Driving the car is a rite of passage for young people. It signals greater independence and the coming of adulthood. For many young people it is a sign of status. Young drivers are known as greater risk takers relative to adults. This, combined with the operation of a several ton vehicle and limited on-the-road experience, is clearly a mix that leads to greater risk. Reducing risk requires multiple interventions.
The Road Safety Office in Mayo County Council has produced a driver contract Christmas card that puts some control directly into the hands of parents and allows them to enter into a safe driving pact with their son or daughter.
From 1997 to 2007 there were 429 killed and 1,332 serious injuries in the driver age group 17 to 24 years on Irish roads. After the shock and the anguish comes the soul searching – are we doing all we can to reduce the casualty lists?
Why are the figures higher for young drivers? There are several reasons. They're less experienced drivers. They're often driving to and from parties or friends at night, when visibility is bad. And they tend to drive older, smaller cars that aren't as safe as contemporary models. When they have passengers, especially male teen passengers, they tend to drive faster and take more risks.
They can be easily distracted by food or drinks in the car, or by mobile phones. They're less likely to drive under the influence of alcohol than adults, but when they do, they're more likely than adults to crash. Put two or more of these factors together and the risk is much higher.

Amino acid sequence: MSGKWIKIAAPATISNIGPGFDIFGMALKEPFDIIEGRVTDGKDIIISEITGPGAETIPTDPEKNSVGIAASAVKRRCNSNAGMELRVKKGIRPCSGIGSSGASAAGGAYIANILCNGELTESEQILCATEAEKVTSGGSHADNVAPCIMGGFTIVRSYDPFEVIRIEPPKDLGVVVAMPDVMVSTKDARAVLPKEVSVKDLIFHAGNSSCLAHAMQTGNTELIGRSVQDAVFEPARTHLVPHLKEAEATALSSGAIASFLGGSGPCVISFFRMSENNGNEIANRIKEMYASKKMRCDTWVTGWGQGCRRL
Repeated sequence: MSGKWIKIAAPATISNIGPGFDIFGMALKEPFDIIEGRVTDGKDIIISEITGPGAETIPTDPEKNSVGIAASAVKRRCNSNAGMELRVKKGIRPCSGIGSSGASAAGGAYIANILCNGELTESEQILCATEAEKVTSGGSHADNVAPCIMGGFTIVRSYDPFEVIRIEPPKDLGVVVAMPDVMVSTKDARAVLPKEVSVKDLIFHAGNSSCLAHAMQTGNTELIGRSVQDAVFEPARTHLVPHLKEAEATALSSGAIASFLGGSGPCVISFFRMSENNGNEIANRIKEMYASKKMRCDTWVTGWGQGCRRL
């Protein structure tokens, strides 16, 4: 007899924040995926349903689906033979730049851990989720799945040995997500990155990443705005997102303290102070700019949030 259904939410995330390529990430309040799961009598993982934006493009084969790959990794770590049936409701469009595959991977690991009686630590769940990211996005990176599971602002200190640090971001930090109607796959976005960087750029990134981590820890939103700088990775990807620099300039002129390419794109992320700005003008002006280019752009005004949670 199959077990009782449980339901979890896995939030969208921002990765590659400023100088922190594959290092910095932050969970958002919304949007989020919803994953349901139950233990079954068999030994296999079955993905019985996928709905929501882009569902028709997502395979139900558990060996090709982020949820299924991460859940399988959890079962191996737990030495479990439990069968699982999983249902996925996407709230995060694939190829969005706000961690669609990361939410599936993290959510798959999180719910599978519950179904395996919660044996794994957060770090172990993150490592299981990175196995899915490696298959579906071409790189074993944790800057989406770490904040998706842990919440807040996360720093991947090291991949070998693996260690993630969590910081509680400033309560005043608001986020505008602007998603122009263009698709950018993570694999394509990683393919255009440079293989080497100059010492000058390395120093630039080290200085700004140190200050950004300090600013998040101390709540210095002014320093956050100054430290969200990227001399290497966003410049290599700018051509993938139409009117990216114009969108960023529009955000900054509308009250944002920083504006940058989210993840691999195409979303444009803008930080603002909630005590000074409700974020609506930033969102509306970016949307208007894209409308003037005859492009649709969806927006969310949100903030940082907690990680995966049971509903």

Garda Superintendent William Keaveney, based at Castlebar Garda Station, said: “We hope this campaign will help to reduce the number of collisions in this age group that cause so much pain and loss for families.”
But there's one group that's largely been left out of the debate, and that's parents. They can have a huge influence on whether a teenager is a safe driver or a danger on the road.
It’s parents who give permission for the teenager to get a licence, they control access to the vehicle, decide what kind of car their child will drive, act as driving instructor and supervisor, and serve as a role model for safe driving.
Yet parents can be often totally unaware of how much a risk their teenager is on the road. They may be more concerned with the details of the trip – where the teenager is going and what time they'll be home, than on whether they are driving safely, under what conditions and with whom.
Road safety officer Noel Gibbons said: “We hope this card will help parents and teens focus on safe driving habits. Parents and teens should sit down and discuss these recommendations. This way everyone knows the rules and sticks to them.”
Once the teenager has a newly acquired licence, it is recommended parents enter into a written agreement with teen drivers, such as the sample provided on the back of these Christmas cards. These cards will be sent to secondary schools and colleges in Co Mayo and can be downloaded from www.roadsafetymayo.ie